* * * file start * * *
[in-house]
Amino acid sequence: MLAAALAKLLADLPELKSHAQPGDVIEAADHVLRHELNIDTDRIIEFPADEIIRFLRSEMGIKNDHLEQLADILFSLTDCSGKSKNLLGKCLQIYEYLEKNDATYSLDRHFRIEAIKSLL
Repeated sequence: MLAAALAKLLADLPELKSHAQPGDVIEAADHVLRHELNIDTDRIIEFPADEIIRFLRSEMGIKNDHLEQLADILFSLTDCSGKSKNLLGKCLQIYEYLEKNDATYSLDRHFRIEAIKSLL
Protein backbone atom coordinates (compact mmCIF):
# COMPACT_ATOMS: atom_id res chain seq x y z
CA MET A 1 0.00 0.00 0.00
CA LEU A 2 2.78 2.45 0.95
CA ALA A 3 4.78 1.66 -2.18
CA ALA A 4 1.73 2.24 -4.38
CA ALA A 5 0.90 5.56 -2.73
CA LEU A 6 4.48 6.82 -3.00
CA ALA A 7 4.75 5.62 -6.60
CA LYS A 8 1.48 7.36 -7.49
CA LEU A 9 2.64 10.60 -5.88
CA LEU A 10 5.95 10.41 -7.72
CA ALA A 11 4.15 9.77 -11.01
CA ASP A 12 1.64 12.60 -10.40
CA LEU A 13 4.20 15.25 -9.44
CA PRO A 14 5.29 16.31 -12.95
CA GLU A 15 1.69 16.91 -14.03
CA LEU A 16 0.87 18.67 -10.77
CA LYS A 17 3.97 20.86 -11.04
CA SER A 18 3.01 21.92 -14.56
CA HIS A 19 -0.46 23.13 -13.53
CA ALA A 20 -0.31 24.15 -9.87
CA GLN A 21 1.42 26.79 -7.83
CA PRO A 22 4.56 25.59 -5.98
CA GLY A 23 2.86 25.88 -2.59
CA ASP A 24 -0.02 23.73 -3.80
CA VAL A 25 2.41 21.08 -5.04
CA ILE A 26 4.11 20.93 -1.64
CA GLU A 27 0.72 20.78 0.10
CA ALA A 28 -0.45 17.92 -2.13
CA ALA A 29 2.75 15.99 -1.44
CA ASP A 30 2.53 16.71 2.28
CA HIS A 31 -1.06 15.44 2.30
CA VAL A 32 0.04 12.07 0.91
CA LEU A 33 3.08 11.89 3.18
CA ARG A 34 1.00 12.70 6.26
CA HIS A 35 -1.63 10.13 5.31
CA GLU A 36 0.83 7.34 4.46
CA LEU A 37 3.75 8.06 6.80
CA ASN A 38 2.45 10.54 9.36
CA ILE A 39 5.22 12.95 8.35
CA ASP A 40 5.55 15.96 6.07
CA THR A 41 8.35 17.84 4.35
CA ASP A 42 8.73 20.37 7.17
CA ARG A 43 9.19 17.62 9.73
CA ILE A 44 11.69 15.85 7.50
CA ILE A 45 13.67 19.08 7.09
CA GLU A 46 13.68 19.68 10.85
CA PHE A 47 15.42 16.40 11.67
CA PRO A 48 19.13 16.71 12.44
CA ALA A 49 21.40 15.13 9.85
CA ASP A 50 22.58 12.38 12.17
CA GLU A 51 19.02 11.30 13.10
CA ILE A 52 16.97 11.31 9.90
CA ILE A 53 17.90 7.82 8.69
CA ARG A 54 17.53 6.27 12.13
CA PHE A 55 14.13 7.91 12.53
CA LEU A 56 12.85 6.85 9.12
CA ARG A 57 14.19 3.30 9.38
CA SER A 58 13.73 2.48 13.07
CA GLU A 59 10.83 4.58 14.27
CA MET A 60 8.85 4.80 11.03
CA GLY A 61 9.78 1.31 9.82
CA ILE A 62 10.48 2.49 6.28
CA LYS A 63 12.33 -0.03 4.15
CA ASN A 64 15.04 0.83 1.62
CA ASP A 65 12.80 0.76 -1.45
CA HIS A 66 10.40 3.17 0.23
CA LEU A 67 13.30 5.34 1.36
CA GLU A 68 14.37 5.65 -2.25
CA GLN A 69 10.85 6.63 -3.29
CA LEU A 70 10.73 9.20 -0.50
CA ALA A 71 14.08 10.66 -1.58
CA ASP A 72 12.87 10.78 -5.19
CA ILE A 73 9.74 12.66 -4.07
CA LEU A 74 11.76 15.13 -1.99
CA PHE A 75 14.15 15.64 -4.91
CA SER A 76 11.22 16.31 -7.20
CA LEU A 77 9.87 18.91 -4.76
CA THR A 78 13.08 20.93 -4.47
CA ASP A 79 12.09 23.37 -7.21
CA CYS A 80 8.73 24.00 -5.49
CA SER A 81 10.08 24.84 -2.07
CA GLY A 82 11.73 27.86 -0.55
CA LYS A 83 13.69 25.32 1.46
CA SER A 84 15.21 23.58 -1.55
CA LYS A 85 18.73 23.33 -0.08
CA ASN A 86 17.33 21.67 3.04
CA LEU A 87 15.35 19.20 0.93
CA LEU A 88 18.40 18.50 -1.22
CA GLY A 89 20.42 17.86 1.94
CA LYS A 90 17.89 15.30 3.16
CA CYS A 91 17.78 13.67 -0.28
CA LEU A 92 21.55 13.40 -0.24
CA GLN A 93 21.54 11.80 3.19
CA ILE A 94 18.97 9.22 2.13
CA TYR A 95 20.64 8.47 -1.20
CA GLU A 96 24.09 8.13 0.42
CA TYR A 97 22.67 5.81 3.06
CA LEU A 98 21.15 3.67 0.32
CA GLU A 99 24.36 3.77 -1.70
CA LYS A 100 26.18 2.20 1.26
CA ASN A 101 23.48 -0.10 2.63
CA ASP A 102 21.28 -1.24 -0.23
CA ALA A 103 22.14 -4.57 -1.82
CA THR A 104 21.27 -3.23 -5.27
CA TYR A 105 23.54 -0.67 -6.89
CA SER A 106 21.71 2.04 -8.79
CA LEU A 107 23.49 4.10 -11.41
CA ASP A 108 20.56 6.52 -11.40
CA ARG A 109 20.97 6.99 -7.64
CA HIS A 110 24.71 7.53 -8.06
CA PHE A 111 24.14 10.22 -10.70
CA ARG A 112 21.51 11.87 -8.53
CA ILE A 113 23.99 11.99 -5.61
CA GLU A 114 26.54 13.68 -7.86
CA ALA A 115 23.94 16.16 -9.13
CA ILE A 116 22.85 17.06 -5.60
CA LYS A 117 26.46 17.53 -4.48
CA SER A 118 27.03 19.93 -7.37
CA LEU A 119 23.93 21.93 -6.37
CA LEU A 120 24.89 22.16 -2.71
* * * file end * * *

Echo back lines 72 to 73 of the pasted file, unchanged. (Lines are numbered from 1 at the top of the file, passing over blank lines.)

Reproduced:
CA LEU A 67 13.30 5.34 1.36
CA GLU A 68 14.37 5.65 -2.25